To kick off the summer, 11 students traveled to the Czech Republic. The diverse group ranged from graduate to undergraduate level with academic majors from feed science to agricultural economics, the majority being agricultural education majors. This 12-day intensive study abroad trip was led by Gaea (Wimmer) Hock ’03, ’06, associate professor.
During their time abroad, students were introduced to agricultural production management and processing practices and cultural aspects of the country. Students visited a crop research facility, private vegetable farms, a vineyard, dairy and beef cattle operations, hop farms and a brewery, university and vocational schools, and governmental agencies.
Agricultural education student Zach Callaghan says, “My favorite moments during the trip were the spontaneous, unplanned experiences where we got to tap into our natural sense of adventure. It seemed that every corner you turned, there was an abundance of history and something new to discover.”
Throughout the spring semester, attendees prepared for this trip through weekly meetings to get acquainted with Czech history, culture, and agriculture. In addition, the group was also able to meet and converse with Czech students studying abroad at K-State about their upcoming trip.
For more details about their stops while abroad and to see more about their adventures, “Czech” out their blog link at experienceagricultureabroad.wordpress.com.
Each year, departments in the College of Agriculture select an outstanding graduating senior from each academic major. The Department of Communications and Agricultural Education chose Alex Walters from agricultural education and Jill Seiler from agricultural communications and journalism.
The award is based on academic achievement, department involvement, leadership roles and work experience related to their respective major.
Walters served as vice president of the K-State Agricultural Education Club. She also was a member of the Teach Ag Students of Kansas recruitment team, College of Agriculture Ambassadors and Sigma Alpha professional sorority. She completed internships with AgReliant Genetics and K-State Research and Extension in Scott City, Kansas. Most recently, Walters has been completing her teaching internship at Haven High School. Next fall, she will begin her role as an agricultural education teacher at Peabody-Burns High School.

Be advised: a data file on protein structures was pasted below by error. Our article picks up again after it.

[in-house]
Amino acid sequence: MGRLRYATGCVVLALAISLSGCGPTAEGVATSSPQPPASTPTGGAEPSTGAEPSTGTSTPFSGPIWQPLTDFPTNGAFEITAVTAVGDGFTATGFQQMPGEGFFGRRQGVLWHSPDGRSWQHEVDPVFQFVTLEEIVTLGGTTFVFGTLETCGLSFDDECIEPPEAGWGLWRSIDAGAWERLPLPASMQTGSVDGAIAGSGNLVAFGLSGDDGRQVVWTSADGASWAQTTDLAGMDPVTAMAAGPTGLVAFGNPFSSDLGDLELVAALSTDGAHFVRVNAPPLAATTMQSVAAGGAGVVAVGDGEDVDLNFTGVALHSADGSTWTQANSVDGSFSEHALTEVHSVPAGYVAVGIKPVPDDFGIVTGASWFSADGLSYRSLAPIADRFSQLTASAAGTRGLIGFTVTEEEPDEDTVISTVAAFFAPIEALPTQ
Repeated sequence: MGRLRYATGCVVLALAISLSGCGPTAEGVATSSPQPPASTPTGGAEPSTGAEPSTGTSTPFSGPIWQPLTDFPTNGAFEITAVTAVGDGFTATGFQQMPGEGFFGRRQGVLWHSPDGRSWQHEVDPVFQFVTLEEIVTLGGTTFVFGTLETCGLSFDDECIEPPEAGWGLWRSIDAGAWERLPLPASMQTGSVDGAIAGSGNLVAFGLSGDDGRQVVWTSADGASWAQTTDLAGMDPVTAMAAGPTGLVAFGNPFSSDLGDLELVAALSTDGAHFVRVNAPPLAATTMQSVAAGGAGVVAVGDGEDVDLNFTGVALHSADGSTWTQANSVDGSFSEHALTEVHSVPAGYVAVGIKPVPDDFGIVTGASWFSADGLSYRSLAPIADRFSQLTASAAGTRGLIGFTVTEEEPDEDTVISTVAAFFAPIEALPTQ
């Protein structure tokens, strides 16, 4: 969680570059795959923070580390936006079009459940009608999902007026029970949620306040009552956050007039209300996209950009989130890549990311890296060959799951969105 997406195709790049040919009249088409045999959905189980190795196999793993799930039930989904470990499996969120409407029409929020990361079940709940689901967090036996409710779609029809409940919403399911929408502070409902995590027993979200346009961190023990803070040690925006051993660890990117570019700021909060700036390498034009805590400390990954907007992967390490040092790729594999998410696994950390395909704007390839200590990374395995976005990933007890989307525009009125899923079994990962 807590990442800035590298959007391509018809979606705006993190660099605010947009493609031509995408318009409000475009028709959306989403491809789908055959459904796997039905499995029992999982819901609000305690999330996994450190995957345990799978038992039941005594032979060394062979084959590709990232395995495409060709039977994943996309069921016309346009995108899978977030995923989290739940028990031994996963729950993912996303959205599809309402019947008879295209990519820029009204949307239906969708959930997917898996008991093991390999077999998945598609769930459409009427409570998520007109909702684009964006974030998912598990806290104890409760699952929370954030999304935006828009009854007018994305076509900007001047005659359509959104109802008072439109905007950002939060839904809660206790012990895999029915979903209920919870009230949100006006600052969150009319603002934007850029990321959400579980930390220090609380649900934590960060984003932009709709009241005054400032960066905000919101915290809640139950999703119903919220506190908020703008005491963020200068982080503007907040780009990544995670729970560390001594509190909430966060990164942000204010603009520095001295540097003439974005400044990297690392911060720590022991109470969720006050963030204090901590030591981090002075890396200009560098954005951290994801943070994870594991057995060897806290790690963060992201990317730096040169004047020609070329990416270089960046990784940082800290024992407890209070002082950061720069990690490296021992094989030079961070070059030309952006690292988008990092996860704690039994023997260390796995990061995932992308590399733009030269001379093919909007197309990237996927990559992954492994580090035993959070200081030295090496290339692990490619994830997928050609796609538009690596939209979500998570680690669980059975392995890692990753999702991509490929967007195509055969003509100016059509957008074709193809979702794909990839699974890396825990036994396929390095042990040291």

Seiler served as president and vice president of the K-State Chapter of Agricultural Communicators of Tomorrow (ACT) and currently is the National ACT vice president. Seiler was part of the editorial group for the spring 2018 issue of the Kansas State Agriculturist. She was also a member of National Agri-Marketing Team, College of Agriculture Ambassadors, dairy cattle judging team, and other organizations and teams. She has completed internships with Wisconsin Holstein Association, Kansas Dairy and Certified Angus Beef.
Congratulations to these seniors and all those who graduated in May. We wish them the best of luck in their future endeavors.
Over spring break, 22 students traveled throughout Kansas to take pictures as part of an agricultural communications and journalism photography class. This is the first year the photography class was offered in our department to give students an applied photography experience in agriculture and natural resources. The photography tour was held March 17-20.
Students prepared for the trip by meeting each week to learn about photography and get accustomed to their own cameras.
During the tour, students explored cattle operations, farms, the Tallgrass Prairie Preserve, the Chase County State Lake, small businesses, small town downtown areas, and other outdoor venues.
The class displayed their work in a photography showcase in early April. Furthermore, University Printing will be printing calendars with all of the best photos from the class and will be available for purchase in the fall.
The Agricultural Education Club and the Agricultural Communicators of Tomorrow (ACT) club each hosted a booth at the university-wide K-State Open House on Saturday, April 7. These booths were among many in the College of Agriculture (COA) “hub,” where several other agricultural student organizations hosted booths.
The weather wasn’t ideal, so the agricultural organizations’ booths were housed inside Waters Hall. However, it didn’t stop alumni, kids, or students from visiting campus for this fun weekend event.
The AgEd Club coordinated the COA Scavenger Hunt with the help of Matthew Schick, a junior in agricultural education, who spearheaded the event for the club. He gathered donations from 13 different organizations to sponsor over 300 printed t-shirts. Individuals who visited the booth and completed the scavenger hunt earned a free t-shirt, while student volunteers passed out scavenger hunt cards and t-shirts.
The Agricultural Communicators of Tomorrow were busy during the month of March with social activities and philanthropic efforts.
Officers hosted a “Paint Your Own Flower Pot” party for members to prepare for Spring. Students designed their own terracotta pots while enjoying snacks and sweets. All enjoyed a relaxing, fun evening while learning about upcoming events on the club’s schedule like K-State Open House, Ag Media Summit, NACTA Ag Media Team, and fundraising opportunities.